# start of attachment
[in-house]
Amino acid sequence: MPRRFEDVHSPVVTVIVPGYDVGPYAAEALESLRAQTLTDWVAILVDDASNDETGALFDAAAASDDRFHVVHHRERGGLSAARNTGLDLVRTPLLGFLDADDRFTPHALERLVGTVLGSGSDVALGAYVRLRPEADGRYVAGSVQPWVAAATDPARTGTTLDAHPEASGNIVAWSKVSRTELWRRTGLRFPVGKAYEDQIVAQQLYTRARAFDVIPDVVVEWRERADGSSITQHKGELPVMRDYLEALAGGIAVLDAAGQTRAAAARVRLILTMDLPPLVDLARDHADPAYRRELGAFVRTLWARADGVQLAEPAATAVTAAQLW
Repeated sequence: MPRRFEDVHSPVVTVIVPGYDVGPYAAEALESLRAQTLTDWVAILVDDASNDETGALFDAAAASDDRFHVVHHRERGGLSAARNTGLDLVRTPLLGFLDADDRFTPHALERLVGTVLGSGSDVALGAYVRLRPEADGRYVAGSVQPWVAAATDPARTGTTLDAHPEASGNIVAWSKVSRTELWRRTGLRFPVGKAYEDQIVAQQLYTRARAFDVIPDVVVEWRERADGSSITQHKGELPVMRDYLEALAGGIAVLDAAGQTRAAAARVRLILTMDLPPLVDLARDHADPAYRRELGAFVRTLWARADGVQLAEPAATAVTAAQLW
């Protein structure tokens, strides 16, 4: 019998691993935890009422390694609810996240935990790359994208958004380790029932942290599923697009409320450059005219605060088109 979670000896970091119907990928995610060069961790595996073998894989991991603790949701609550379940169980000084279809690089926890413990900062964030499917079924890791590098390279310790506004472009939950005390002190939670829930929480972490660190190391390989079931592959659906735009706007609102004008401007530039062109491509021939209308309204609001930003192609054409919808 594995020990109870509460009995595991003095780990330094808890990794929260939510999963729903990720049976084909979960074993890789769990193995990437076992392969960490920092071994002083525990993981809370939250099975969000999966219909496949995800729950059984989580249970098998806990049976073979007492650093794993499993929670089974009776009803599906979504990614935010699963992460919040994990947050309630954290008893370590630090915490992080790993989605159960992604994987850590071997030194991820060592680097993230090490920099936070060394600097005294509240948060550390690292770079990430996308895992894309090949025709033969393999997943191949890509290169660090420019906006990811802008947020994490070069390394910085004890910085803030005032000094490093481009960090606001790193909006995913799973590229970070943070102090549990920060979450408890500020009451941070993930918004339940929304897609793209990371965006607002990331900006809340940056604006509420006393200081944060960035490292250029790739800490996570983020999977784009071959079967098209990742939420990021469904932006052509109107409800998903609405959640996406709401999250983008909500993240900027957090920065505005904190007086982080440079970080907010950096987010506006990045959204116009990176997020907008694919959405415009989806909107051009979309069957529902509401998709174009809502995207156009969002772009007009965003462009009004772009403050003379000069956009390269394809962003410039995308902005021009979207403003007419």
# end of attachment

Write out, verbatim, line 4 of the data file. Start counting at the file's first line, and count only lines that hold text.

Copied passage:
């Protein structure tokens, strides 16, 4: 019998691993935890009422390694609810996240935990790359994208958004380790029932942290599923697009409320450059005219605060088109 979670000896970091119907990928995610060069961790595996073998894989991991603790949701609550379940169980000084279809690089926890413990900062964030499917079924890791590098390279310790506004472009939950005390002190939670829930929480972490660190190391390989079931592959659906735009706007609102004008401007530039062109491509021939209308309204609001930003192609054409919808 594995020990109870509460009995595991003095780990330094808890990794929260939510999963729903990720049976084909979960074993890789769990193995990437076992392969960490920092071994002083525990993981809370939250099975969000999966219909496949995800729950059984989580249970098998806990049976073979007492650093794993499993929670089974009776009803599906979504990614935010699963992460919040994990947050309630954290008893370590630090915490992080790993989605159960992604994987850590071997030194991820060592680097993230090490920099936070060394600097005294509240948060550390690292770079990430996308895992894309090949025709033969393999997943191949890509290169660090420019906006990811802008947020994490070069390394910085004890910085803030005032000094490093481009960090606001790193909006995913799973590229970070943070102090549990920060979450408890500020009451941070993930918004339940929304897609793209990371965006607002990331900006809340940056604006509420006393200081944060960035490292250029790739800490996570983020999977784009071959079967098209990742939420990021469904932006052509109107409800998903609405959640996406709401999250983008909500993240900027957090920065505005904190007086982080440079970080907010950096987010506006990045959204116009990176997020907008694919959405415009989806909107051009979309069957529902509401998709174009809502995207156009969002772009007009965003462009009004772009403050003379000069956009390269394809962003410039995308902005021009979207403003007419």